HOT ISSUE: Should NGOs take government funding for relief work in Iraq?

Several UK aid organisations announced last week that they will not be applying for an extra £3 million of funding put aside by the Government for emergency relief work in Iraq. Many are concerned about the implications of accepting money from a government perceived by sections of the public as belligerent.

ZAHRA AKKERHUYS, Iraq press officer, Oxfam


Oxfam has a policy of not taking funding from belligerent parties. This is a decision based on the principles of impartial humanitarian assistance.

It is important that aid agencies are not seen as instruments of government foreign policy.

If aid agencies accept money from aggressors in a conflict , this could be interpreted as sanctioning of the action and imply support where this is not necessarily the case.

Taking government money also raises security issues that could jeopardise our programme's effectiveness. It is important for the safety of our staff working in the region that we are not seen to be associated with a belligerent party.

Although we do not accept funding from belligerent sources, we would be happy to accept funds that have been channelled through the United Nations. We would also accept funds from the European Union, the public, and governments which do not have forces fighting in Iraq.

If there were a grave humanitarian imperative and there were no other sources of funds available, we would review our policy.

JEAN-MICHEL PIEDAGNEL, executive director, Medecins Sans Frontieres UK


MSF never accepts funds from warring parties. So MSF in the UK will not be funded by the Department for International Development or any other UK government body for action in or around Iraq. To do so would compromise our neutrality and impartiality.

We have to be free to help those that need it most, not those who meet a government's game plan.

Even if it's possible theoretically to maintain operational independence, perceived alliances can prevent teams reaching the most vulnerable. To the Iraqi on the ground, if you're paid by a government with troops in the area then you're aligned with them. Getting access to those who desperately need your help often hinges on the understanding that you are completely impartial. It's your passport.

At the moment, MSF has enough independent funds to cover any initial actions in Iraq and neighbouring countries. If we need further funds, we may launch a public appeal.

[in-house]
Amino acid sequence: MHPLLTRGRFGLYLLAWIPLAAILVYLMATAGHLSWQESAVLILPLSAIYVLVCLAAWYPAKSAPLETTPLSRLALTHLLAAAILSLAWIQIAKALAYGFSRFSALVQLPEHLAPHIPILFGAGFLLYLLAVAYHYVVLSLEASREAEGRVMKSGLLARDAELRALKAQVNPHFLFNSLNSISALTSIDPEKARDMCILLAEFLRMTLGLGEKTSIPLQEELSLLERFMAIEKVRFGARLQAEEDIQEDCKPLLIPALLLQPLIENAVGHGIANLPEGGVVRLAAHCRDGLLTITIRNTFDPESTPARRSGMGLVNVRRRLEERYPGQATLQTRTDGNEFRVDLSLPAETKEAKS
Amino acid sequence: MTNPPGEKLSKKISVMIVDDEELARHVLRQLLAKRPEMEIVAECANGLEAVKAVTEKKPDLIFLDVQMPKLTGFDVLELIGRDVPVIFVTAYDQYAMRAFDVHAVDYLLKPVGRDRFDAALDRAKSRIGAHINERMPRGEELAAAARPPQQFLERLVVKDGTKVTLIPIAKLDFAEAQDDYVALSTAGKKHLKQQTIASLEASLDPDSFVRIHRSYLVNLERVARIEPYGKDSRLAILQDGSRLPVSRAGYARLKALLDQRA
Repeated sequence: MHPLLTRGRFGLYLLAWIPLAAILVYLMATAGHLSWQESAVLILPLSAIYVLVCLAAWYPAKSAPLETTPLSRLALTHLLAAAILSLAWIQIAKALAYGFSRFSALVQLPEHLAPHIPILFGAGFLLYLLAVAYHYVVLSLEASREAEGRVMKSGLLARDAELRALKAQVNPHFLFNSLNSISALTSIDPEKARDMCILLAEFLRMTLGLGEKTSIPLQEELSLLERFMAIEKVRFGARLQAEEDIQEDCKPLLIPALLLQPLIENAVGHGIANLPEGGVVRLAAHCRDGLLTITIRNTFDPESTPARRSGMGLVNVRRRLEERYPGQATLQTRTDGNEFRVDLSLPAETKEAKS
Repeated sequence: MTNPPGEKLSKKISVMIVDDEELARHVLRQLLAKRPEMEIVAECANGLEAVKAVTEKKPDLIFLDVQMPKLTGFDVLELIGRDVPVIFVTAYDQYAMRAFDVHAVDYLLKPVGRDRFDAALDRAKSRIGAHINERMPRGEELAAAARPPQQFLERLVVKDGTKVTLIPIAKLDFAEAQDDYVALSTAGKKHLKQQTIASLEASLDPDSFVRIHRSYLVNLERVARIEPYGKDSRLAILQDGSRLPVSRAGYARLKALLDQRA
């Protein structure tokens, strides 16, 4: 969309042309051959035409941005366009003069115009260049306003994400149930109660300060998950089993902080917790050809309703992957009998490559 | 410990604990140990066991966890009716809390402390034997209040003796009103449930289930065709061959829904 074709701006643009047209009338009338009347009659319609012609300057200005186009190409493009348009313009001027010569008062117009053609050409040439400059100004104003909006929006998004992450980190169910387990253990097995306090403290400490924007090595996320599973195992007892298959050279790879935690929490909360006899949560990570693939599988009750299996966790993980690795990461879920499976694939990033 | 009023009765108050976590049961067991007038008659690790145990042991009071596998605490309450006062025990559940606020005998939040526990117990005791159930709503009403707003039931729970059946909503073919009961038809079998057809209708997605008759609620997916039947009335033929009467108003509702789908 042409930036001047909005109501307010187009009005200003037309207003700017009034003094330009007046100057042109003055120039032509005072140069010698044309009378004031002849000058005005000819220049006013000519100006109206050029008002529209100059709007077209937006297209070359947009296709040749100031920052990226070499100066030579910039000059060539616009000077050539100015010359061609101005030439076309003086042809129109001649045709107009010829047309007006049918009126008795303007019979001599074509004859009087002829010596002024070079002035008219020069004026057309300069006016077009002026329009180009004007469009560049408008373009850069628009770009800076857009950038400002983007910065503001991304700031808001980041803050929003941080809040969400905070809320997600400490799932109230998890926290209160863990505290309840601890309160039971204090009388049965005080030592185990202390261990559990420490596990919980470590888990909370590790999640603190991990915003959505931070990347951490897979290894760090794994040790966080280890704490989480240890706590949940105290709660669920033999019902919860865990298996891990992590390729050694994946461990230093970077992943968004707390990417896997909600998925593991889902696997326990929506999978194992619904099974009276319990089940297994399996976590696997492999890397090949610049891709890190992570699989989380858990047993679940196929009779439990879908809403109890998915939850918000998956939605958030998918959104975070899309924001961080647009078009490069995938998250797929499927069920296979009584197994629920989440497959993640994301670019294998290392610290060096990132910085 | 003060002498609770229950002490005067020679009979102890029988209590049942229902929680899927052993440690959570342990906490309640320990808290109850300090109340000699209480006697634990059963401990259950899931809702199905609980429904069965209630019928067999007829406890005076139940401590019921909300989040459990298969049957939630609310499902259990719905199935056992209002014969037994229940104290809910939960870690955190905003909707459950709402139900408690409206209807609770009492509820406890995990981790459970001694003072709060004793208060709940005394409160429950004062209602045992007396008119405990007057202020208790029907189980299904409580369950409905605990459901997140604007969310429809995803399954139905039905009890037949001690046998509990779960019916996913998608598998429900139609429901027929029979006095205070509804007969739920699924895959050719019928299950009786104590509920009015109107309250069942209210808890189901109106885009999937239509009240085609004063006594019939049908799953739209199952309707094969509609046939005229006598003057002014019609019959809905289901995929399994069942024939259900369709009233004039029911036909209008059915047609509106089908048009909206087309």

BEVERLEY JONES, head of international division, CAFOD


As a humanitarian agency CAFOD affirms the importance of the principles of impartiality in the distribution of emergency relief. In view of this, CAFOD cannot envisage circumstances under which it would accept money for war-related humanitarian work from any belligerent party in a war against Iraq during the fighting.

Once the fighting has stopped, CAFOD will reconsider its position and will work with its partners in the region, particularly Caritas Iraq, to respond to the needs in the region. In all its operations, CAFOD strives to comply with the Code of Conduct for the Red Cross Movement and Non-Governmental Organisations in Disaster Relief. One article of that code states that NGOs will "endeavour not to act as instruments of government foreign policy".

NICK GUTTMANN, head of emergencies, Christian Aid


But this is not a simple yes or no answer. In any emergency, Christian Aid's actions and activities are decided on the basis of humanitarian need, in accordance with the principles of impartiality and neutrality. Therefore it would be inappropriate for Christian Aid to refuse to take money from governments if such a decision was likely to seriously undermine its ability to fulfil its humanitarian objectives.

Our decisions are made in accordance with core principles, which include impartiality and independence of action. Christian Aid would only accept government funding for projects and activities that it wishes to support and believes to be appropriate.

The key thing here is that we set an agenda that the Government can choose to support if it wishes.

It is important to note that in many conflict and post-conflict situations that the Government has been involved in, Christian Aid has worked successfully with the Department for International Development to meet the needs of poor and vulnerable people without undermining our impartiality.

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